The big push for day three of the birding tour in Alaska was to search for the Bristle-thighed Curlew. This was one of the birds highest on our list, as it is a species that does not migrate through the United States, and therefore can only be seen in Alaska. The curlew only breeds on inland tundra along the Yukon River and the central Seward Peninsula, which is where we headed. The species' wintering grounds are on islands in the South Pacific. While not listed as threatened or endangered, it is a species of special concern as there are only about 10,000 of them.
We pulled off the Kourgarok Road near mile marker 72 around 11:00 am. I was hungry but Bill wanted to wait until after our hike to eat. I knew I couldn't wait that long so I snagged a banana and granola bar. Those of us who were headed up the hill found semi-private places to relieve ourselves, then gathered up our gear and began to trudge up the hillside.
The hike wasn't bad at first but the walking conditions quickly deteriorated. The tundra here was made up of clumps of grasses and forbs surrounded by muddy, wet depressions. Each step had to be tested for stability. Most people fell down, a couple more than once. You could not walk and look around at the same time, so we'd take several steps then pause to look and listen. It took forever to get up the hill. I was afraid I was overdressed, since I had my down coat on, but it was windy and chilly enough to keep me comfortable. It snowed on us a bit too, but it was short lived.
We all got excited when we spotted a tall, long-billed bird perched on a hummock near the curve of a small ridge, but Bill quickly determined it was a Wimbrel, and not our curlew. The two birds are remarkably similar, but Bill was confident this was not our quarry. I took some images anyway as this was a bird I'd only seen once before.
|A Wimbrel stands atop a hummock on a high tundra ridge.|
The Wimbrel apparently felt some discomfort at our presence and flew a short distance away. After going through my photos I could also confirm this was not a curlew. One of the best ways to ID the Bristle-thighed curlew is that it has a pale, buffy rump, which this bird clearly lacked.
|Image showing lack of light rump patch, confirming it is not the curlew.|
We trudged along the hillside for quite some time with no luck. Our group fractured and several of us fell behind or wandered off, myself included. I was fascinated by the plants growing on the tundra, and surprised by the amount of water that was held on the hillside by the hummocks.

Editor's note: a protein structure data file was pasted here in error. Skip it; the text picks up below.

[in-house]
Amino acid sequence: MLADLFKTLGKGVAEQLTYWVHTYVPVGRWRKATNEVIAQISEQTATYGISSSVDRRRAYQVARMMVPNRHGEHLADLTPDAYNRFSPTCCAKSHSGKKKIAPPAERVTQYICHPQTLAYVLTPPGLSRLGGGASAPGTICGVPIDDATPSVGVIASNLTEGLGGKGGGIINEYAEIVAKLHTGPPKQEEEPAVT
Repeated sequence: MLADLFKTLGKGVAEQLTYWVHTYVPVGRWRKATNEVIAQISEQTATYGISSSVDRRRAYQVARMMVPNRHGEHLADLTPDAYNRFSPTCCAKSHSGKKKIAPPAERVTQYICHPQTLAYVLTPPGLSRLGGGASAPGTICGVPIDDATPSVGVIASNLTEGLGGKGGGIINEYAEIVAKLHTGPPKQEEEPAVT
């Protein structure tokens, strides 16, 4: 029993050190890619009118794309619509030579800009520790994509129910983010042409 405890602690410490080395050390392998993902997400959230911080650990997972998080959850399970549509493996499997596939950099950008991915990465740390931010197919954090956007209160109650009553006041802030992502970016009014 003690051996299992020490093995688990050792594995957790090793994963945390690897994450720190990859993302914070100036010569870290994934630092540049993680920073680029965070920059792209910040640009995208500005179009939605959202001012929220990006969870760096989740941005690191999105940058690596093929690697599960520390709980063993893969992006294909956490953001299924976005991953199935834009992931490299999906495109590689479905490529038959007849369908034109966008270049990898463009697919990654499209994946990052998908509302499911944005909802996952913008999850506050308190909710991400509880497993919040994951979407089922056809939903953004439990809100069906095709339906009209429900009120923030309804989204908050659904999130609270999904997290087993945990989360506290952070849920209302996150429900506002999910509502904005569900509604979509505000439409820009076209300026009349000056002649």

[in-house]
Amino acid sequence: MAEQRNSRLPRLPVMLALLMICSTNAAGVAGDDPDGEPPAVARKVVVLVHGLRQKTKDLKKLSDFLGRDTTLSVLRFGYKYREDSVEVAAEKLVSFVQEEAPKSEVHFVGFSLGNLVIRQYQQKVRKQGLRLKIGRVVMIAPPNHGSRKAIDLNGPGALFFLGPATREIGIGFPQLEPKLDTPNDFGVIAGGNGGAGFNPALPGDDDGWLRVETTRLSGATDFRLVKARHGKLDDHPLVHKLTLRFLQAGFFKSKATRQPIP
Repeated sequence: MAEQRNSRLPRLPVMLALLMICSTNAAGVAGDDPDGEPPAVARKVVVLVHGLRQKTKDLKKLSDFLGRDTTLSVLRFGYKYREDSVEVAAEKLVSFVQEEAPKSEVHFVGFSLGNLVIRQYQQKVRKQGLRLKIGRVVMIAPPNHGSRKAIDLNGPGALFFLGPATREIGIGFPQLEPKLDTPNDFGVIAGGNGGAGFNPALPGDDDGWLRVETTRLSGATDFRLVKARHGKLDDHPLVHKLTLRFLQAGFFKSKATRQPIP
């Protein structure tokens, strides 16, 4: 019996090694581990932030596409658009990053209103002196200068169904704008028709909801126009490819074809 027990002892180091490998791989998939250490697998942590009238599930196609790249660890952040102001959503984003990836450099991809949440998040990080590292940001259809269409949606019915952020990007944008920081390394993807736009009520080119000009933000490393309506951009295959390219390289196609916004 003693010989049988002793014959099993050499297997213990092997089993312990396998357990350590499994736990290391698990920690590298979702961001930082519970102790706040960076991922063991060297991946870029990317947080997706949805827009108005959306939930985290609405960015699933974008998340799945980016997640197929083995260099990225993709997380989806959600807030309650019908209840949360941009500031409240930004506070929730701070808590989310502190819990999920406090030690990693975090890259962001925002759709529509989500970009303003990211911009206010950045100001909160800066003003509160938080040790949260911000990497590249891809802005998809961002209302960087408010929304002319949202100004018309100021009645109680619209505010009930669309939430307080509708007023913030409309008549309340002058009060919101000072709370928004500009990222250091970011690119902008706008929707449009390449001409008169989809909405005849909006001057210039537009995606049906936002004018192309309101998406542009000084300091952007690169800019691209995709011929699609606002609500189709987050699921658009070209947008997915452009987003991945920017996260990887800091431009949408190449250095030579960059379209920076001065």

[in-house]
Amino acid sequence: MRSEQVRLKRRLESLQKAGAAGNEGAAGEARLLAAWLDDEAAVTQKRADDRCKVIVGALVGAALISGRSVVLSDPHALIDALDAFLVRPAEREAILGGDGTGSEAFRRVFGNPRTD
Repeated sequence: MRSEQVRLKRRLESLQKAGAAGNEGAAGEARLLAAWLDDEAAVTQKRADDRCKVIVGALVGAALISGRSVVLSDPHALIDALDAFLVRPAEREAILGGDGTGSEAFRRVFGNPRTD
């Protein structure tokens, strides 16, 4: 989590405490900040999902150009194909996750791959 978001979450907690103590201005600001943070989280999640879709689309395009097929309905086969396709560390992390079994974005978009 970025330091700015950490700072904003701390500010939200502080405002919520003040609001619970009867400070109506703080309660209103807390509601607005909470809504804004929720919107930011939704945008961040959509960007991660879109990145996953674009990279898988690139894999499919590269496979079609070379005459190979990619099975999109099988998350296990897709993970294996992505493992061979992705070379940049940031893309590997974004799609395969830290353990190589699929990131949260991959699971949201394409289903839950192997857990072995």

After nearly an hour and a half we abandoned our search and started to trudge back down the hill. But then one of our group pointed out two birds on the ground, and we all grabbed our binoculars for a look. Shortly after that, one of them took to the air and began singing--at that moment, we knew we had our bird. The song of the Bristle-thighed Curlew is very distinctive, and Bill had played it for us, describing it as sounding like a short-wave radio. Have a listen here: birds.audubon.org/birds/bristle-thighed-curlew
At first the bird was little more than a speck on the horizon. But to my great delight, he banked and flew almost directly towards us.
|A Bristle-thighed Curlew flies above the tundra.|
Within moments the curlew was nearly directly above me.
|The curlew flew in close, giving us great looks.|
Then the curlew let us know exactly what he thought about our presence on his hillside.
|Cries of "Look out, Bob!" rang out across the tundra as the curlew launched an assault. He missed.|
The curlew continued past, then banked and flew by again, a little lower, giving us a clear view of his buffy rump.
|The curlew shows us its buffy rump.|
The bird eventually landed some way off, nearer to the rest of the group. Stunning how well the bird blends into the tundra.
He took to the air again after a few minutes, and we decided it was time to move away. It was not our intention to be that close and we didn't want to cause the birds any more stress.
As we began to move down the hill, Bill gave out a little yelp. Looking down he discovered that he had very nearly stepped on the bird's nest. Now, before you worry too much, keep in mind that these eggs were not yet being incubated. The Bristle-thighed Curlew lays a clutch of four eggs, and birds who hatch precocial chicks (ones that are hatched at an advanced state and are able to move around and fend for themselves) don't begin incubation until all the eggs have been laid. At that point the female will not leave the nest, no matter the threat. We hurried over for a quick look, and I took a few pics with my long lens, so as to not get too close to the nest, then we quickly moved away.
|Bristle-thighed Curlew eggs, laid in a shallow depression among the lichens and moss on the tundra.|
Thrilled with having seen and heard the bird and seen its nest, we stumbled, tripped and rolled down the hill back to the van, where we devoured our lunch and showed off the pics to the handful of people who had opted out of the difficult trek. Those few hours up on the high tundra is something I will never forget. And Bill was kind enough to say that mine were the best shots of that bird he had seen anyone on his tours take.
Next: the rest of the birds from day three.